How Do I Compete With a Wide Stance?

Dear Uptight Seattleite,

Given that this city is so full of photographers who can shoot your wedding in artful black and white, how can I possibly excuse those of my friends who persist in the tacky pose-in-front-of-a-turquoise-curtain thing?Pho-tos but All Five Fingers

Dear Pho-tos,

Wear a veil. Walk the aisle. Cut the cake. People stagger like zombies through the overpriced obstacle course laid out by Big Wed. But the oppressed masses cowering in the pristine white streets of Wedding Land have recently felt a breath of liberating air from the lungs of those brave enough to stray from the beaten aisle. Knock, knock, who's there? A bunch of lesbians by the punch bowl, that's who! And anyone invited to one of these new, offbeat weddings better be ready to check their preconceptions at the door of the funky old retro ballroom. They otherwise might be shocked by a "minister" with tattoos or a punk-rock (female!) rabbi. All this offbeatness can, of course, be captured with the kind of photos you mentioned. Classy black-and-white candids. Bridesmaids laughing in the dressing room with a dog looking quizzically up at them, quirky little moments like that.

Just the other day I found myself at a wine-and-cheese thing in a Queen Anne bungalow, perusing the tasteful nude profiles of my hostess framed next to the iPod cradle. Standing serenely in front of a timeless black background, she had her right hand laid modestly over her left breast and her left hand cupped over the soft swell of her pregnant belly. Of course I've seen the other kind of photos you mention, especially when visiting out-of-town relatives. The artificially bright colors of a photography studio, children in polyester suits smiling tensely next to a Roman column or other silly props.

But what you wanted to know was how you can excuse friends who stick with regressive, non-ironic, Sears-style photography. One strategy might be to reflect that everything goes out of style eventually, even the things that you now do and wear with confidence. So forgiving your friends' tackiness now could someday help your future self forgive your current self.

Dear Uptight Seattleite,

I'm a big guy, but I'm very aware of my "footprint" as I sit on a crowded bus; I try to keep my limbs pulled in tight. Often, though, I'm seated next to a dude who feels compelled to spread his legs in a wide V-shape, taking up more than his fair share of space. What should I do?Got My Sit Together

Dear Got My Sit,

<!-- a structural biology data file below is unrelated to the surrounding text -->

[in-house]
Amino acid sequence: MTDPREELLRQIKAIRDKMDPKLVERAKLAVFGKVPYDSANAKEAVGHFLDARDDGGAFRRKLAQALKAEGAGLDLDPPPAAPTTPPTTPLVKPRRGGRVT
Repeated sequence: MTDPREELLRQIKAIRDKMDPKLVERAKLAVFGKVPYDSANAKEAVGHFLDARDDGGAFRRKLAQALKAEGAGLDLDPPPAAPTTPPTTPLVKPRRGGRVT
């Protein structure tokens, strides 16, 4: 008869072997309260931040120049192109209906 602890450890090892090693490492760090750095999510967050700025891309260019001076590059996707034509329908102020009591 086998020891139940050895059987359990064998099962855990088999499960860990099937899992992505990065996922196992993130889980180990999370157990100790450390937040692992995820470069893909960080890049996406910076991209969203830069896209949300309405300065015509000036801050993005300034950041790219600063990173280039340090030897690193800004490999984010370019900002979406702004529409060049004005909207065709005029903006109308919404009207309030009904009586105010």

You must undertake a persistent and stealthy campaign to reclaim your space. When the next bump tosses your neighbor slightly out of his seat, gently but firmly scooch over and reclaim a few dusky turquoise centimeters of Metro vinyl. (This works best beyond the articulation, in the bouncy second segment of the coach.) After a few such maneuvers have won you the ground game, it's time to go after your airspace. Pretend you're about to stretch out in a wide yawning gesture. This will make him flinch a little and withdraw his left elbow slightly from its place above your lap. That's when you abandon your yawning feint and with your right forearm deftly take possession of the space he's just vacated. Try to make these actions seem as natural and spontaneous as possible. If he does shoot you a questioning look, offer up a goofy smile as if to say, "Isn't it funny how you didn't even notice you were in my space?" If you find that your skillful scooching and feinting has won you not only all your own space but some of his as well, magnanimously restore it to him. Taking more than your fair share of territory is the first step toward colonialism.

Dear Uptight Seattleite,

Why did roads become "surface streets"?Plain Talkin' Jack

Dear Jack,

I know some people might retain an attachment to the practice of referring to roads as "roads." The word does have a certain folksy charm, doesn't it? And roads have poetic resonance. You can ponder their long and windi–ness, take a less-traveled one, and ask how many of them a man must walk down. Unfortunately these grim, gridlocked times call for a more serious-minded appellation, one that evokes impact studies, policy debates, and words such as "impermeable." That's why, Jack.

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